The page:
For many celebrities, the moment of being star-struck—the “oh my god, it’s actually that person from all of those things, and they’re right there in front of me”—comes as soon as you see them. Not for Patrick Warburton.
For Warburton, I was star struck only the moment I heard his voice. A dozen memories of cartoon characters began fighting their way to the forefront of my subconscious while my brain tried to focus on the very real human person in front of me.
Even if you don’t know his name, you almost certainly know his voice: the distinct bass, resonate like an echo in a cave that you’ve heard in Kim Possible, Emperor’s New Groove, Family Guy, and more. Now, Warburton is lending his gravelly gravitas to Lemony Snicket, the fictional author of A Series of Unfortunate Events and the narrator of the new eponymous series on Netflix co-starring Neil Patrick Harris which follows the increasingly miserable saga of the unlucky Baudelaire orphans.
“Initially, I found out about it from a text from [executive producer Barry Sonnenfeld]. It was very brief: Can you come to Vancouver for five months and do my Netflix series? Warburton said. “I’m not even sure he made mention of what it was at first. In fact, I’m quite sure he didn’t. But when Barry Sonnenfeld summons you, you go.”
As it turns out, the role is something between Rod Serling and a detective in a film noir—Snicket is the narrator, but also a character in the show, tangentially and mysteriously related to the Baudelaire orphans, and the fire that orphaned them. Warburton weaves in and out of scenes—wearing an old fashioned bathing costume when the Baudelaires are at the beach, a sailor’s sweater when they’re on a boat—providing exposition, invisible to everyone but the audience.
It was an early noir role that drew the Unfortunate Events creative team to Warburton. Daniel Handler, the real author, loved Warburton in 1999 pulp film The Woman Chaser and pulled up clips of the movie on YouTube to show the rest of the writers working on the show why Warburton would be a perfect Snicket.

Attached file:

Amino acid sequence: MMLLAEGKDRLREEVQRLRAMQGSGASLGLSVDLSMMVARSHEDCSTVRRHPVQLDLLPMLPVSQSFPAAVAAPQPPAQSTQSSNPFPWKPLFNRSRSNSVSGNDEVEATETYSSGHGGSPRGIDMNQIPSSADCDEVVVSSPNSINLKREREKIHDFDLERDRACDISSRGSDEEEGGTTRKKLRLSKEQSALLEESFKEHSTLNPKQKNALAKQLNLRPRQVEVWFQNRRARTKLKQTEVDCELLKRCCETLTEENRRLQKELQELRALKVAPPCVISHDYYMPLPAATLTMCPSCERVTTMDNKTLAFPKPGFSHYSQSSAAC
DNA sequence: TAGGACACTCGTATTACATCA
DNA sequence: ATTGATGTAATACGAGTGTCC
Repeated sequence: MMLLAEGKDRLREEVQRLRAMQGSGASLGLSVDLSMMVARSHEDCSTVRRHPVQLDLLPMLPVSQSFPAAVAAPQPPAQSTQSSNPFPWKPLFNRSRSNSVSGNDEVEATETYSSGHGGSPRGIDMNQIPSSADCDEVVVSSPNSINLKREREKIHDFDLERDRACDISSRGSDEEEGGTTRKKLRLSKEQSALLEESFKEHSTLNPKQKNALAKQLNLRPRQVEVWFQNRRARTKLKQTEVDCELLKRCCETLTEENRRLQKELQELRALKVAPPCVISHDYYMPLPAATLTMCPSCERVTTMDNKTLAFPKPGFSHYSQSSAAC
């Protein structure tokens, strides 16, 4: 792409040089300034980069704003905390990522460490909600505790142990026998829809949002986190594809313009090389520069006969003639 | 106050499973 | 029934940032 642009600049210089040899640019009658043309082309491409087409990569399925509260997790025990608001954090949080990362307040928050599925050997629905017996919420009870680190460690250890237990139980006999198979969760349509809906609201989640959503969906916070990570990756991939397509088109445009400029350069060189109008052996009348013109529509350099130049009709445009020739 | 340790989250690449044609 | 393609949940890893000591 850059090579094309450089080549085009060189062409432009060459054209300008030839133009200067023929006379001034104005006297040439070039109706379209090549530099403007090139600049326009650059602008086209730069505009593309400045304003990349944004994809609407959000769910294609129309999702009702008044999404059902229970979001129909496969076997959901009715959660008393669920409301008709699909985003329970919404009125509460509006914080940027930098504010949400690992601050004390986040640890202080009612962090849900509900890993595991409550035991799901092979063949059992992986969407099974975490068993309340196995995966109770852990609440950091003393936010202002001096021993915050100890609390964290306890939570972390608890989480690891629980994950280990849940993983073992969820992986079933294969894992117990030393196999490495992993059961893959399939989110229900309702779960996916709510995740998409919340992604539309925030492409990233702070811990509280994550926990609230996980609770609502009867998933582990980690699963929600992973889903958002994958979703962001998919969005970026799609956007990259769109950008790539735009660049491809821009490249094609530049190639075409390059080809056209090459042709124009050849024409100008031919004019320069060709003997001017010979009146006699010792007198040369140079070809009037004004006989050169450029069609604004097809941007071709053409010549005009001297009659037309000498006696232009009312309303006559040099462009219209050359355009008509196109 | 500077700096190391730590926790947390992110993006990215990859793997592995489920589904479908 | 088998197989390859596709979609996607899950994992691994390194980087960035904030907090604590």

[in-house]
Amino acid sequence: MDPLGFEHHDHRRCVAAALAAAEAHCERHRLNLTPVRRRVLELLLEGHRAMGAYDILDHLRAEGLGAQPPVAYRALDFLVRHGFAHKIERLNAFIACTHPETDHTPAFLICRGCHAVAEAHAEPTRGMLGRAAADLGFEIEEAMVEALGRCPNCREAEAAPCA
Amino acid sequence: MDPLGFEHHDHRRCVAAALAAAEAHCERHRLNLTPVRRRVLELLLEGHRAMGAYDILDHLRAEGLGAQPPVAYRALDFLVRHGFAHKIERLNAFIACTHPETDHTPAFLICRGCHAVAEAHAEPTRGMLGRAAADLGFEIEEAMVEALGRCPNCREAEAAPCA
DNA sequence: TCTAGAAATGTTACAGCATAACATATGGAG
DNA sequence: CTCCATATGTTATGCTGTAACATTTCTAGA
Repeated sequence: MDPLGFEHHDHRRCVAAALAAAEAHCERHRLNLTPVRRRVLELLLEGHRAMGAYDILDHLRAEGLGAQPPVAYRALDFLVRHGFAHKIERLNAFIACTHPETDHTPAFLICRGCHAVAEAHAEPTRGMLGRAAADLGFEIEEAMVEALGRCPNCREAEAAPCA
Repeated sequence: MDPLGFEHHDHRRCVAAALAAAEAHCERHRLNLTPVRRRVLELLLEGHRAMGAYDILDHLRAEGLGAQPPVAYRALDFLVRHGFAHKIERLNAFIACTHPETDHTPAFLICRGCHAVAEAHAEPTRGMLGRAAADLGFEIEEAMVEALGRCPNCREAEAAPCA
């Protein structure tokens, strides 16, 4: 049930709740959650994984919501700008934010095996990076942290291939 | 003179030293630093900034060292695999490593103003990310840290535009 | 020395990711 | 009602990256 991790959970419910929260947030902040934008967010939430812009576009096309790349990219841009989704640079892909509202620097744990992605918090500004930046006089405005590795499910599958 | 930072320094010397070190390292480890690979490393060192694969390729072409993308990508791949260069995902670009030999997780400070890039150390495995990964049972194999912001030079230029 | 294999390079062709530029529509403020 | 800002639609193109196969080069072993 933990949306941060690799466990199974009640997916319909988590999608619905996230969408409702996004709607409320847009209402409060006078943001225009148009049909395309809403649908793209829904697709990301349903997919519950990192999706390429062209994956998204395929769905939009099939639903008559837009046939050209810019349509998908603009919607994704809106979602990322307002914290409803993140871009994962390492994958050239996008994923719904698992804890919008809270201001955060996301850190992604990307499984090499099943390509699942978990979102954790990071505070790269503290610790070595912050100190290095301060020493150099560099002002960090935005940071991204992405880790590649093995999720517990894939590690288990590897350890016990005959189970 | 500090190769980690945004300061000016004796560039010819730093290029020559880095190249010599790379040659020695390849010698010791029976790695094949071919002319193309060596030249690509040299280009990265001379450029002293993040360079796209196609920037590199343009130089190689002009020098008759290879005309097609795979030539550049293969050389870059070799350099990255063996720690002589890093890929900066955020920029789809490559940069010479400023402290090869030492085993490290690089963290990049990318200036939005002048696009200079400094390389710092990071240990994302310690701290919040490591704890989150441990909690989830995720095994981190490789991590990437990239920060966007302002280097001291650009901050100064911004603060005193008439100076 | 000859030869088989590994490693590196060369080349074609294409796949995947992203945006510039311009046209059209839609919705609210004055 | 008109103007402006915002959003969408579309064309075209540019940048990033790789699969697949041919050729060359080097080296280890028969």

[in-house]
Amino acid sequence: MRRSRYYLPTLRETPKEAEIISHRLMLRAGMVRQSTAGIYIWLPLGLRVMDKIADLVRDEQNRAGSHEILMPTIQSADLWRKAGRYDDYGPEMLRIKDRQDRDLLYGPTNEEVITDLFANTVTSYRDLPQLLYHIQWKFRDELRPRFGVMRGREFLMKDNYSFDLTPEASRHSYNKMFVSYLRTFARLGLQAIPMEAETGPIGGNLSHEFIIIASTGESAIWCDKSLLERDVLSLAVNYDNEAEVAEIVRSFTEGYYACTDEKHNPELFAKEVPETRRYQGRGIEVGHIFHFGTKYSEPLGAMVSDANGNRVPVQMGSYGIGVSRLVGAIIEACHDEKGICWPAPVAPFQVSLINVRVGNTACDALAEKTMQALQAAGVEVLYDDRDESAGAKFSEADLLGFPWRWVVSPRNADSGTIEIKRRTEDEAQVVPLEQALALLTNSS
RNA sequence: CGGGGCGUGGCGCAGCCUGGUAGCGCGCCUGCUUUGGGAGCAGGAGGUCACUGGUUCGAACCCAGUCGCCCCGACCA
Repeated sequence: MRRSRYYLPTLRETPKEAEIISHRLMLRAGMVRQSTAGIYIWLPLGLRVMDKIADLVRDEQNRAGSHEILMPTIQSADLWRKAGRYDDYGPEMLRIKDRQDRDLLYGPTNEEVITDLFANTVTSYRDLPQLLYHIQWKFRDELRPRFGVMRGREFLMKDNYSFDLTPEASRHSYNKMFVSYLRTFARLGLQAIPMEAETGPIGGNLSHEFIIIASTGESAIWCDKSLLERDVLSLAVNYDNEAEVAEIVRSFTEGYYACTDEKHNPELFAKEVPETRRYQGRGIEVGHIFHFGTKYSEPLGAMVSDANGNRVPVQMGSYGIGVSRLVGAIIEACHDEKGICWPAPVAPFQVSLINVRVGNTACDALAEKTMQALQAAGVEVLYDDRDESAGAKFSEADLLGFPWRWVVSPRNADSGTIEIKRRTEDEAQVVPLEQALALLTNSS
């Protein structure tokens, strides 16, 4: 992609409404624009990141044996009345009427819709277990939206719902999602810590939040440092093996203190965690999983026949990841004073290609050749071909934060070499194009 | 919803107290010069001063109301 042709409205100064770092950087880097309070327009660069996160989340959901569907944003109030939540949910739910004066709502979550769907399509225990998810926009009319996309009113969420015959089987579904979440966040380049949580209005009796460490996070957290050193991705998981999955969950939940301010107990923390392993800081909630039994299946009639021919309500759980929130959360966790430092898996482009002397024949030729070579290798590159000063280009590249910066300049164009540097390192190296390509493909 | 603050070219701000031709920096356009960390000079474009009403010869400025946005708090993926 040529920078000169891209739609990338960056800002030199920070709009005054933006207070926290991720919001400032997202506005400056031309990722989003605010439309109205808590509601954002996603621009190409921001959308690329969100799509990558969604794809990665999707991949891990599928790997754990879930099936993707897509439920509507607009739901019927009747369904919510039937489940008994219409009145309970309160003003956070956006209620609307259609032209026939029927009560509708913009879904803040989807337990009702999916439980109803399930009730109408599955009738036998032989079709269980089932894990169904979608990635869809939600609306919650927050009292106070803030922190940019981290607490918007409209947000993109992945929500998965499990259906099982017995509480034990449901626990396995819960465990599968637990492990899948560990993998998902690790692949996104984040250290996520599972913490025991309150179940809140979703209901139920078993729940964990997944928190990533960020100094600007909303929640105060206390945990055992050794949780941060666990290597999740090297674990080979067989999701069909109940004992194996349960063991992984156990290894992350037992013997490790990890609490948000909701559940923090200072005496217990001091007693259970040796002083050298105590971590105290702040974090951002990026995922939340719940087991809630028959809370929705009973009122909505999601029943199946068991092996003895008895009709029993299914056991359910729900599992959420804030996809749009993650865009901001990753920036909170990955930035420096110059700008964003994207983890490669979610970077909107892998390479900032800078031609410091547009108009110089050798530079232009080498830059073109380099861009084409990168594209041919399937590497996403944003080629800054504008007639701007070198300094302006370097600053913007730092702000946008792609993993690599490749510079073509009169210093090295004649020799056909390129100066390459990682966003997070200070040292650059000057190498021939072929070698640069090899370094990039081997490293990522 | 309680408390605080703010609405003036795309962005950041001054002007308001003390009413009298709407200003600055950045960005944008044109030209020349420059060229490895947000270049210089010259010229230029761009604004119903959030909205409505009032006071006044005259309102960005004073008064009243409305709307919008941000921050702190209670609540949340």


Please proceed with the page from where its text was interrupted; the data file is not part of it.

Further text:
“It’s a quirky movie,” Warburton said. “But I’ve had some artists that I really, really respect approach me and say they love that film. The first time I met Patton Oswalt, that’s what he said, and I really appreciate his work and think that he’s got one of those great minds, and great perspectives, so it’s really a great affirmation that you did something cool when Patton Oswalt or Daniel Handler says ‘I love this film.’”
Although Warburton’s career has tilted towards comedy (remember Elaine’s on-again, off-again boyfriend Puddy on Seinfeld?) The Woman Chaser shows off the soberness that makes A Series of Unfortunate Events on Netflix work so well. Yes, it’s a story about orphans, but it’s all done with a wink and a smirk and an exaggerated, almost cartoonish visual palate. Daniel Handler wrote the books as more witty than morose. Warburton, then, was faced with a daunting challenge: narrating a tragic story that’s serious but not too serious, making it funny without seeming blithe, aimed at children but not condescending.
Needless to say, he pulls it off. Warburton is a pleasure to watch and, it hardly bears even saying, a pleasure to listen to.